Mayor Emanuel presents 2016 budget to Chicago City Council

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Mayor Rahm Emanuel presented the 2016 city budget, which includes a $543 million property tax increase over four years, to the Chicago City Council on Tuesday morning. (WLS)

Mayor Rahm Emanuel presented the 2016 city budget, which includes a $543 million property tax increase over four years, to the Chicago City Council on Tuesday morning.

He called the City Council to order shortly after 10 a.m.

"For the first time in a decade, more people are moving into Chicago than moving out," Mayor Emanuel said. "There is a right way and there is a wrong way to balance the budget."

Under this 2016 budget, Emanuel said, "We will eliminate the structural deficit once and for all within the next four years."

The mayor said the property tax hike is the only way to balance the city's budget and cover pensions, which Emanuel called "the dark cloud that hangs over the rest of our city's finances."

"In short, if we were to fund police and firefighter pensions with cuts alone, city services would become unreliable, our city would become unlivable and that would be totally unacceptable," he said.

"They are so under-funded that without additional resources they might not be able t make their normal costs," Alderman Will Burns, 4th Ward, said.

"These police officers and firefighters have met their obligation to us; now we as a city must meet our obligation to them," Emanuel said. A "last resort" property tax hike is the only option, he said.

Under the budget, the property tax hike would be phased in during the next four years to generate $543 million annually by 2019. It would amount to an estimated 70-percent increase in the city's levy. The mayor wants state lawmakers to pass a law to exempt private homes valued at less than $250,000.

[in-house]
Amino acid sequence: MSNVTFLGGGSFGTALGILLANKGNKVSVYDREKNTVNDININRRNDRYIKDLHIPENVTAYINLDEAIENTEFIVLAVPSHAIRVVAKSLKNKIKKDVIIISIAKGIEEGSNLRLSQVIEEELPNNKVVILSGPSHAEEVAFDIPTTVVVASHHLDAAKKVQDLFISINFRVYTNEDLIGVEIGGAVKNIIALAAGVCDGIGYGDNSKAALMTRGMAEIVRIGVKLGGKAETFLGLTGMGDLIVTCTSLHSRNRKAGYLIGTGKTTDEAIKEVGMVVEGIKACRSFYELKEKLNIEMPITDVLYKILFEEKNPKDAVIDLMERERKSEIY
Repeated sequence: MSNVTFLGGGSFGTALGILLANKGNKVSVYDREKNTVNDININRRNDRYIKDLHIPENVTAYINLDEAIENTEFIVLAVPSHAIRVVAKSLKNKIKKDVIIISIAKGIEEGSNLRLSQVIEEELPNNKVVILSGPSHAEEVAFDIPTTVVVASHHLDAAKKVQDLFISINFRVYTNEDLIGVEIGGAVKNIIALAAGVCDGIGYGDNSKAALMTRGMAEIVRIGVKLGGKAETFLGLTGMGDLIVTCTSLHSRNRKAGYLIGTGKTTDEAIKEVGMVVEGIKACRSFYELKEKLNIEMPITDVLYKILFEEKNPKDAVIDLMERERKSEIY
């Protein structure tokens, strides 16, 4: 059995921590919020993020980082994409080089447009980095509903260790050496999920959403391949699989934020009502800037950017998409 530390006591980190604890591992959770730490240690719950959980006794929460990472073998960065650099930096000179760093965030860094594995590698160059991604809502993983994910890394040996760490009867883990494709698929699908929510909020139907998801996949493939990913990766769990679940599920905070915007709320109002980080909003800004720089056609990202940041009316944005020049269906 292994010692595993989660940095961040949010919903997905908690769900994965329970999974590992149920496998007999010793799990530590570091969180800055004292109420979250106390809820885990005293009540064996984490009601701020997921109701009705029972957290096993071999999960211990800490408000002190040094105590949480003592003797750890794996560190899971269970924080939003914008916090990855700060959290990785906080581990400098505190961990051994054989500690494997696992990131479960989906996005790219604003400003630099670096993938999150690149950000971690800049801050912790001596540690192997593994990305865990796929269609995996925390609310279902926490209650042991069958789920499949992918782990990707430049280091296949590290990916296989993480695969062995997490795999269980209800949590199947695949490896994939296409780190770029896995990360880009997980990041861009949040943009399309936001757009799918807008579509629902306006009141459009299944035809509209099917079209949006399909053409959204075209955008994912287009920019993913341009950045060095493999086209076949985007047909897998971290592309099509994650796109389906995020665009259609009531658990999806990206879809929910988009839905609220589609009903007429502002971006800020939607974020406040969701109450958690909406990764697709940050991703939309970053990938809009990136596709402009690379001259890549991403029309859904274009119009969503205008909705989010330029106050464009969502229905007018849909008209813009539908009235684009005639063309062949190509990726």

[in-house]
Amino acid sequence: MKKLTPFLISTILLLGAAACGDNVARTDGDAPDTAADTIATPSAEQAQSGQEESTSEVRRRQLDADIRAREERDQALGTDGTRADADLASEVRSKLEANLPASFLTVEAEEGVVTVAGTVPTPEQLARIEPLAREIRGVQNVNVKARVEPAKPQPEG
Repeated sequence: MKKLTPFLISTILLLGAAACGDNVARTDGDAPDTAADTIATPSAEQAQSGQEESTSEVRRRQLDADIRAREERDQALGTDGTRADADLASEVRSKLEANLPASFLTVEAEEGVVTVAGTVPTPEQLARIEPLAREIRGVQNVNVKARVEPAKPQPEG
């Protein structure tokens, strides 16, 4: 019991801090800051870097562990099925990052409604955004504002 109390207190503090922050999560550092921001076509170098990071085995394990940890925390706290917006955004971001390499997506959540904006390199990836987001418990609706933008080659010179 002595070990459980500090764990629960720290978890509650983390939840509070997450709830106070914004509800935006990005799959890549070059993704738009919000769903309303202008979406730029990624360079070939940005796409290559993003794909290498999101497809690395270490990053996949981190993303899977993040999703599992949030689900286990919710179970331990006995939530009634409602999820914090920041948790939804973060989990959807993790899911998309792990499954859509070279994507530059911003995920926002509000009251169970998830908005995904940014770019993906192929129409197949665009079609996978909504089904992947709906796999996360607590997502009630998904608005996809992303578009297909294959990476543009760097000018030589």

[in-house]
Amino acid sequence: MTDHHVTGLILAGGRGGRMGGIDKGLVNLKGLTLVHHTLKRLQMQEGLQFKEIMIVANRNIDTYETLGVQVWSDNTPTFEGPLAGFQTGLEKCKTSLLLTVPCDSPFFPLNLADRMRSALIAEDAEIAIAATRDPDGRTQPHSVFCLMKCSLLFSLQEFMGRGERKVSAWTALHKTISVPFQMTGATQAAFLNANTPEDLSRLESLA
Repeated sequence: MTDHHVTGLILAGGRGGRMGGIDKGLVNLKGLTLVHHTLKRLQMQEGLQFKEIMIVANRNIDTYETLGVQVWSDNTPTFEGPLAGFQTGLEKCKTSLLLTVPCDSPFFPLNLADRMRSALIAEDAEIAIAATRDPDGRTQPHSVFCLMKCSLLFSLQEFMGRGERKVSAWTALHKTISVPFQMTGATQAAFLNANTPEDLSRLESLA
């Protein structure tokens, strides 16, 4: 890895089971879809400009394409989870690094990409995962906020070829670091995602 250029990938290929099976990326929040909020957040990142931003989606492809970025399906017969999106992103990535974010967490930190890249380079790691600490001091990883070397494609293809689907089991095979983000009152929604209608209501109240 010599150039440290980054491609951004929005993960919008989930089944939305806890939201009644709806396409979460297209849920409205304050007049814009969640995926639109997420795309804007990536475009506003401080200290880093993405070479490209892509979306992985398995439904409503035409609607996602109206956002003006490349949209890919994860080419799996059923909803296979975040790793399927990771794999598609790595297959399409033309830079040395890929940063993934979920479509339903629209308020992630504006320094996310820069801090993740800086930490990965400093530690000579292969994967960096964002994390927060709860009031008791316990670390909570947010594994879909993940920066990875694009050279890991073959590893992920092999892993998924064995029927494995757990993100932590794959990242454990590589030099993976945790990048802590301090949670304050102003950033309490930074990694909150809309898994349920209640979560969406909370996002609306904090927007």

"You've got to set the line somewhere and 250, I believe, is appropriate for homeowners in Chicago," Chicago Alderman Ricardo Munoz, 22nd Ward, said.

"We've gotta make sure that he city of Chicago, which has a large stake in our state's economic future, does not go down," State Rep. Christian Mitchell, (D) Chicago, said.

"It's the fairest, most equitable way," Emanuel said.

However, Ted Dabrowski of the Free Market Illinois Policy Institute doubts Illinois Governor Bruce Rauner would sign a bill that enabled a property tax.

"By then allowing Chicago to do a massive property tax increase, this goes exactly opposite of what he's messaged," Dabrowski said.

The mayor's budget also includes new taxes on ride-sharing services, electronic cigarettes and separate fee for garbage pickup that has always been paid for by the property tax. He acknowledged those might not be popular with taxpayers, but said they were necessary.

"I don't like the garbage tax because it seems like a bit of a double taxation," Ald. Munoz said.

The so-called progressive aldermen, a distinct minority on the council, were disappointed that the mayor did not include more of their ideas to generate revenue.

"We said these are ways that the city could make big corporations, downtown skyscrapers, pay more in taxes. The mayor didn't include that in his budget," Chicago Alderman Carlos Ramirez-Rosa, 35th Ward, said.

"The purpose of government is not simply to balance a budget. A budget must also be in balance with our values," he said. "[The budget] gives children a better chance at a better tomorrow... We owe it to our city and to the generations who come after us to do what is right even when it is hard."

The budget will also put more than 300 police officers currently assigned to desk duty back on the streets.

"We asked a simple question: do you need a badge or a gun to do that job?" Emanuel said. If the answer was no, the job will be filled with civilians.

"This isn't going to be easy," Mayor Emanuel said. "When we pass this budget, we will demonstrate that we have a vision for the future and the strength and unity to achieve it."

Related Topics:
politicstaxesrahm emanuelbudgetpensionsChicago - Loop
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